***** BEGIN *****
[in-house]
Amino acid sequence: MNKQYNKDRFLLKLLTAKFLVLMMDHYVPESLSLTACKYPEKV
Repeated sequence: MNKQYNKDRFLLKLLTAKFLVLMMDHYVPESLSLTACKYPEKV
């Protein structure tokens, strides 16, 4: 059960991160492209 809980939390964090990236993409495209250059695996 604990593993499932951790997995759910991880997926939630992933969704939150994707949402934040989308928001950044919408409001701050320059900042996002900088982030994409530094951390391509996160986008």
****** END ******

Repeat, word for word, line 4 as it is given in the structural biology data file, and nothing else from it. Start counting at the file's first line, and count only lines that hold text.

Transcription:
């Protein structure tokens, strides 16, 4: 059960991160492209 809980939390964090990236993409495209250059695996 604990593993499932951790997995759910991880997926939630992933969704939150994707949402934040989308928001950044919408409001701050320059900042996002900088982030994409530094951390391509996160986008």